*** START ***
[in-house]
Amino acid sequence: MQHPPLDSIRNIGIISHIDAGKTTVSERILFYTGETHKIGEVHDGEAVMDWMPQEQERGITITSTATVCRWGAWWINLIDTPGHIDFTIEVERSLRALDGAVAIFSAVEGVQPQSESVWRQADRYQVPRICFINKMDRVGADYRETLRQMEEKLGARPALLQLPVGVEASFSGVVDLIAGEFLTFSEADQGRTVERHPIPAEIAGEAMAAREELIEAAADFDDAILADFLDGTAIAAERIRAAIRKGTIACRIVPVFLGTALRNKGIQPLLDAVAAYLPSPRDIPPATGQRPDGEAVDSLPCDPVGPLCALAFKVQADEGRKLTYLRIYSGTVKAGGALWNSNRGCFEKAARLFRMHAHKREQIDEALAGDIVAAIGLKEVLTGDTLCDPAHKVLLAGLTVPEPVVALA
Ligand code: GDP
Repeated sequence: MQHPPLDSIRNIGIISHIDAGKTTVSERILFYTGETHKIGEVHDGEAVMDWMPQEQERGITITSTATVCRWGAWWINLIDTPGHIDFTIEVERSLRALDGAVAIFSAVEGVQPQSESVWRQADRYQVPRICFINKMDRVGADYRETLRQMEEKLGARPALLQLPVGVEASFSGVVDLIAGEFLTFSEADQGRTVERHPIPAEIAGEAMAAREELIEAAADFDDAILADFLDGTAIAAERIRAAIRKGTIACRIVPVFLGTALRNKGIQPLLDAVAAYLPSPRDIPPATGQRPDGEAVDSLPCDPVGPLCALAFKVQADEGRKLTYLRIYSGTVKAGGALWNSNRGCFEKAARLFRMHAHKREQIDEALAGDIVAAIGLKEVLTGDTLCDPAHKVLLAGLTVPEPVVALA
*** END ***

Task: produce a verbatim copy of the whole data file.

[in-house]
Amino acid sequence: MQHPPLDSIRNIGIISHIDAGKTTVSERILFYTGETHKIGEVHDGEAVMDWMPQEQERGITITSTATVCRWGAWWINLIDTPGHIDFTIEVERSLRALDGAVAIFSAVEGVQPQSESVWRQADRYQVPRICFINKMDRVGADYRETLRQMEEKLGARPALLQLPVGVEASFSGVVDLIAGEFLTFSEADQGRTVERHPIPAEIAGEAMAAREELIEAAADFDDAILADFLDGTAIAAERIRAAIRKGTIACRIVPVFLGTALRNKGIQPLLDAVAAYLPSPRDIPPATGQRPDGEAVDSLPCDPVGPLCALAFKVQADEGRKLTYLRIYSGTVKAGGALWNSNRGCFEKAARLFRMHAHKREQIDEALAGDIVAAIGLKEVLTGDTLCDPAHKVLLAGLTVPEPVVALA
Ligand code: GDP
Repeated sequence: MQHPPLDSIRNIGIISHIDAGKTTVSERILFYTGETHKIGEVHDGEAVMDWMPQEQERGITITSTATVCRWGAWWINLIDTPGHIDFTIEVERSLRALDGAVAIFSAVEGVQPQSESVWRQADRYQVPRICFINKMDRVGADYRETLRQMEEKLGARPALLQLPVGVEASFSGVVDLIAGEFLTFSEADQGRTVERHPIPAEIAGEAMAAREELIEAAADFDDAILADFLDGTAIAAERIRAAIRKGTIACRIVPVFLGTALRNKGIQPLLDAVAAYLPSPRDIPPATGQRPDGEAVDSLPCDPVGPLCALAFKVQADEGRKLTYLRIYSGTVKAGGALWNSNRGCFEKAARLFRMHAHKREQIDEALAGDIVAAIGLKEVLTGDTLCDPAHKVLLAGLTVPEPVVALA